He's deadly earnest about becoming the most significant, consequential nation in the world. He and others, autocrats, think that democracy can't compete in the 21st century with autocracies because it takes too long to get consensus. To win that competition for the future, in my view, we also need to make a once-in-a-generation investment in our families and our children.
That's why I’ve introduced the American Families Plan tonight, which addresses four of the biggest challenges facing American families and, in turn, America.
Leveraging geopolitics to justify domestic policy is nothing new—but it has often signaled aggressive foreign policy maneuvers on the horizon. Watch out for whether or not the president continues to thump China in pursuit of these packages. And keep an eye on the dangerous escalating tensions with China in the future.
6) Becoming the “arsenal of vaccines”
On international vaccine access, the president said: “As our own vaccine supply grows to meet our needs—and we are meeting them—we will become an arsenal of vaccines for other countries—just as America was the arsenal of democracy in World War II.”
That would be great—except we’re nowhere near becoming that arsenal. And time is running out for millions abroad, as India is showing us right now. If President Biden is serious about this, the most important thing we can do on this front is waive the patent rights for vaccines so that they can be produced all over the world to get to populations fast.
7) Declaring “white supremacy is terrorism.”
Thank you for saying it, Mr. President.
8) Riding the brakes on healthcare.
A major question leading into the evening was whether or not the president’s conception of the American Families Plan would include healthcare. After all, healthcare remains one of the most important line items in many middle- and low-income families’ budgets—accountable for nearly two-thirds of all personal bankruptcies.
Then Vice President Biden ran on a robust public option and reducing the Medicare eligibility age to 60 (a plan which, in transparency, I helped to outline as part of the Biden-Sanders Unity Task Force on healthcare). Another important part of the plan was allowing the Centers for Medicare & Medicaid Services to negotiate prescription drug prices on behalf of all Americans. Though he vaguely touched on reducing insurance costs, he stopped short of advocating for his public option or reducing the Medicare eligibility age. However, he did specifically mention empowering CMS to negotiate for prescription drugs.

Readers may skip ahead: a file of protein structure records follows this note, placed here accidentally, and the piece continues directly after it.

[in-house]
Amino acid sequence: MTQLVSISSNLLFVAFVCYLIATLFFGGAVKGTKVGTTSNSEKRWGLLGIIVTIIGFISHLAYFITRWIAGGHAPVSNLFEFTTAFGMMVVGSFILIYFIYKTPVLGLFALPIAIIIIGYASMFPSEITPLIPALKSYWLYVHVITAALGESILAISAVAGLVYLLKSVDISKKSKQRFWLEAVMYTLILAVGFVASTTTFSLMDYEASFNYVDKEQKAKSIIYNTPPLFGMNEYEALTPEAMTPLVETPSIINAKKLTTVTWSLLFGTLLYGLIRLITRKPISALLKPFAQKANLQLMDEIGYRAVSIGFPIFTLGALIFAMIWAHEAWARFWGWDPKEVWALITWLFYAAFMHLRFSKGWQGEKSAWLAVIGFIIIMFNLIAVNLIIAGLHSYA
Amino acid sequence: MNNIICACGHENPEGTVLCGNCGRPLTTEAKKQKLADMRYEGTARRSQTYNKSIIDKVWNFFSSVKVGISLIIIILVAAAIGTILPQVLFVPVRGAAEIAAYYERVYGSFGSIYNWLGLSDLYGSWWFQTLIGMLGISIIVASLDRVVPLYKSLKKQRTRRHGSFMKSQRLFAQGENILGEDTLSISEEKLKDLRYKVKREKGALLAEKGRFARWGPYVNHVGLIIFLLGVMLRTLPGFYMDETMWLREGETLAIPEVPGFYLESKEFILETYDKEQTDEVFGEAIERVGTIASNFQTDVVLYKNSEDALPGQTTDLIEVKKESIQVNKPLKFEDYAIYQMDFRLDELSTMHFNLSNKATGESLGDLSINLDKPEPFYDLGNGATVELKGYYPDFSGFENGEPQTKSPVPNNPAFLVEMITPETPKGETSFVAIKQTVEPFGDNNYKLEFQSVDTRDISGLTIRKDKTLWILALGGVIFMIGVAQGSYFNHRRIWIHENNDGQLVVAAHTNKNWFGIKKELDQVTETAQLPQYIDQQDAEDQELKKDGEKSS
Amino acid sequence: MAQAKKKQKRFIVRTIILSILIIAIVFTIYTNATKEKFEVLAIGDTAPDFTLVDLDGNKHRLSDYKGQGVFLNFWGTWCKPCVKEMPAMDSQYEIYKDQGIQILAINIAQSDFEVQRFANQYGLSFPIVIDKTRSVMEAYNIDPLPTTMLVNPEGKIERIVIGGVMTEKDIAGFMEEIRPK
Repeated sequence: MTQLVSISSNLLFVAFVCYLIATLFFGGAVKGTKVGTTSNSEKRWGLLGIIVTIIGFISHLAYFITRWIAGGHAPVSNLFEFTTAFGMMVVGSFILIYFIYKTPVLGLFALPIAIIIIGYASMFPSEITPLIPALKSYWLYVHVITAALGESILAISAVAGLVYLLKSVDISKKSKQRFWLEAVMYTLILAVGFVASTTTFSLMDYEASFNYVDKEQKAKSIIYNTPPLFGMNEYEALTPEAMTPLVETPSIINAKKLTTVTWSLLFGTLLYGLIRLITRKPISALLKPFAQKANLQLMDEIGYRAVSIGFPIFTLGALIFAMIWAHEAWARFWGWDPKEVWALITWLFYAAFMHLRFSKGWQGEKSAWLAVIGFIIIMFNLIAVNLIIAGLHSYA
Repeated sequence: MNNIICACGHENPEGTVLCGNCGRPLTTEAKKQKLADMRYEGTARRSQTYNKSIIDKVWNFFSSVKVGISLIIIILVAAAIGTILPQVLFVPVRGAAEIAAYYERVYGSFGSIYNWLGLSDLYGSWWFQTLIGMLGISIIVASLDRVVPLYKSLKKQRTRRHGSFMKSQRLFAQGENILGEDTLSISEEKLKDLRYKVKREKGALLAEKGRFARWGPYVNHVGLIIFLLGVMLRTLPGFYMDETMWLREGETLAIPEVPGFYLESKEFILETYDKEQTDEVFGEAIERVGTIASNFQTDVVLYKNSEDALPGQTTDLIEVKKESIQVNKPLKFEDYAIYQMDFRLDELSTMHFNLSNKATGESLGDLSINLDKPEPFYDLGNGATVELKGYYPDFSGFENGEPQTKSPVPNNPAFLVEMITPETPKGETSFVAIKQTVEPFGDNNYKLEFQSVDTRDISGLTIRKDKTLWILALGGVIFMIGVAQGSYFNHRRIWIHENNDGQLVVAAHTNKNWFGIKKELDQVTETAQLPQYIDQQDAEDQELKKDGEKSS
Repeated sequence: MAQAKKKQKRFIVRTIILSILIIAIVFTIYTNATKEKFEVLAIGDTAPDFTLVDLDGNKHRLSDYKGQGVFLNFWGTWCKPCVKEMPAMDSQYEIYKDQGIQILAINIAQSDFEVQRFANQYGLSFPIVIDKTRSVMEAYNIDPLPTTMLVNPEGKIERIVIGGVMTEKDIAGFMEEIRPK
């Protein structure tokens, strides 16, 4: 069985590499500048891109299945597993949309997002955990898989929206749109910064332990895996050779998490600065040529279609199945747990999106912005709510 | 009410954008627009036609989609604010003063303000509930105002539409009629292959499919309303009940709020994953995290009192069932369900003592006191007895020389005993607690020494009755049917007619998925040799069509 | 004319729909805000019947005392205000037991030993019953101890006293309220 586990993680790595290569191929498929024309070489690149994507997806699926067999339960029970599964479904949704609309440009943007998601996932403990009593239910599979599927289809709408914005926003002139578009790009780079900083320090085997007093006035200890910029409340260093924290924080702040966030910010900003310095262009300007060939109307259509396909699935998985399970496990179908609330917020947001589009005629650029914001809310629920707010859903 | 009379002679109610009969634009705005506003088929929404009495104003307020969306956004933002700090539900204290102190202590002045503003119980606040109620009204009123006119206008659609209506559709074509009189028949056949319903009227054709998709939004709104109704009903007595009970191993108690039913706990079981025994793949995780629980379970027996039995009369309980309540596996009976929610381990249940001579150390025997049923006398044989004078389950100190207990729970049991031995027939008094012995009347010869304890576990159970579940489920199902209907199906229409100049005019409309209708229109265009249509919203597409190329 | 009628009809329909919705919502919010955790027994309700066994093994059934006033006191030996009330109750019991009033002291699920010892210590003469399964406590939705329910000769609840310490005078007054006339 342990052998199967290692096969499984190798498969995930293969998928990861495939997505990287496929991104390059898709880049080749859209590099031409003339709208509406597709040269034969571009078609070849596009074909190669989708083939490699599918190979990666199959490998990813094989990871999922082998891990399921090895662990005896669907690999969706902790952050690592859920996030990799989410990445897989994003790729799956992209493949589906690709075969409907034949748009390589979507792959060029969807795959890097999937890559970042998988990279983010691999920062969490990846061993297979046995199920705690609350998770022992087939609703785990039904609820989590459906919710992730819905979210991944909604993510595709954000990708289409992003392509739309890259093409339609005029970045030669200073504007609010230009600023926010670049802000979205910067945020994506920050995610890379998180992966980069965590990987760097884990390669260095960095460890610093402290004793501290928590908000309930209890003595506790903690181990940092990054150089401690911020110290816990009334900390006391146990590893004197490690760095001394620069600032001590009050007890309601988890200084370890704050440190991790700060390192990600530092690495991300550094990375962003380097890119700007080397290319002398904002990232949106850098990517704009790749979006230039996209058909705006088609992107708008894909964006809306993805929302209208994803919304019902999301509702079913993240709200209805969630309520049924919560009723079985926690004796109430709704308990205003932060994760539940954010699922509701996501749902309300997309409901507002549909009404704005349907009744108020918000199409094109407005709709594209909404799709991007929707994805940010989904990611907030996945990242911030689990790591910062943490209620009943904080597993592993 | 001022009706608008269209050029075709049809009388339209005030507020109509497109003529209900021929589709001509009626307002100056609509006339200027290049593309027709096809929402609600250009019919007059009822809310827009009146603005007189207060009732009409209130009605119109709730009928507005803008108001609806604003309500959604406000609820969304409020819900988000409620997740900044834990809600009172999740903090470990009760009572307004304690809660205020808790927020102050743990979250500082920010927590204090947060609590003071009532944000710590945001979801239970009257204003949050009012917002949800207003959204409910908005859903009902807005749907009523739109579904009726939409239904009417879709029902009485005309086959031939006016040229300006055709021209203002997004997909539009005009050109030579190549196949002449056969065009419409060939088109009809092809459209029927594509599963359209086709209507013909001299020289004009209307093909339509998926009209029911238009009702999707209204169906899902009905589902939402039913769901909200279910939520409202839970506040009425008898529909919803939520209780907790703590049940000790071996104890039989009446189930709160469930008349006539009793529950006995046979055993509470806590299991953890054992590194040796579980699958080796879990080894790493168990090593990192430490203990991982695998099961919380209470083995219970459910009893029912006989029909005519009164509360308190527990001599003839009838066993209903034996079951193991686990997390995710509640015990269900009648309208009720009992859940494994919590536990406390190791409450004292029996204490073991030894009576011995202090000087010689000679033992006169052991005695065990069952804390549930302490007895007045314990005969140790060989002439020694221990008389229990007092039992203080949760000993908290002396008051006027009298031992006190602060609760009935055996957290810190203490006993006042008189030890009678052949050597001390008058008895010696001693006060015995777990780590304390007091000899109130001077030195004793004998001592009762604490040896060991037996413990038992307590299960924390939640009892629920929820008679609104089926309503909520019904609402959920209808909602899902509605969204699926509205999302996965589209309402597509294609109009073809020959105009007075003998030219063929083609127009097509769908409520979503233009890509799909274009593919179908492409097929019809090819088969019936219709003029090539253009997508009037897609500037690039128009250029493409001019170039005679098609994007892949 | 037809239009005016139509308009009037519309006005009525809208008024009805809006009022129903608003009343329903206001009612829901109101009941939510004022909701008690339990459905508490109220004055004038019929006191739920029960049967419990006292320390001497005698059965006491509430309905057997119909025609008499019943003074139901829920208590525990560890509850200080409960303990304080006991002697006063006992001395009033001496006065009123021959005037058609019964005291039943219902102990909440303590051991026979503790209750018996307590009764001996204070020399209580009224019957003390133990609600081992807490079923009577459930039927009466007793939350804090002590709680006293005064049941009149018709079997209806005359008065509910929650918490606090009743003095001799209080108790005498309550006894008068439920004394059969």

With one major legislative win under his belt and another two in play, this suggests that Biden probably won’t push for healthcare before the midterms—suggesting he probably won’t do it at all. It seems he learned the wrong lesson from the ACA fight—rather than fight harder, his plan sounds more like “stay away.”
9) Not enough on voting rights.
The president mentioned HR1 and HR4—critical voting rights bills—in passing. But he spent very little time on them. That’s concerning considering the context: gerrymandered GOP state legislatures around the country are following Georgia’s lead in passing voter suppression laws aimed directly at silencing the votes of young people and people of color. That comes as those very same legislatures will redraw new congressional districts that we’ll be stuck with for the next 10 years.
Passing HR1 and HR4 is critical to preempting state-level assaults on voting rights and preserving the very foundation of our democracy. These bills deserved far more time and a lot more of the president’s attention.
10) But it all comes down to the filibuster.
President Biden ended his oration with a laundry list of legislative goals, everything from equal pay to union rights. As I’ve written, none of these pass without ending—or at least vastly reforming—the filibuster. And he didn’t mention the word once.
As an obscure senate procedure, the filibuster is implicitly hard to talk about. That’s part of what gives it so much power. Mapping the specifics of arcane procedure to the Senate’s failure to pass even the most consensus legislation is challenging. But these speeches are a unique opportunity to do just that—to speak directly to the American people. The deftest political communicators, whether FDR or Ronald Reagan (I can’t stand his politics, but he was a master communicator), understood how to use moments like these to teach the American public. This was a missed opportunity.
Of course that’s partly because President Biden continues to hold on to the mirage of the bipartisanship of yore. It’s 2021, and the filibuster’s got to go.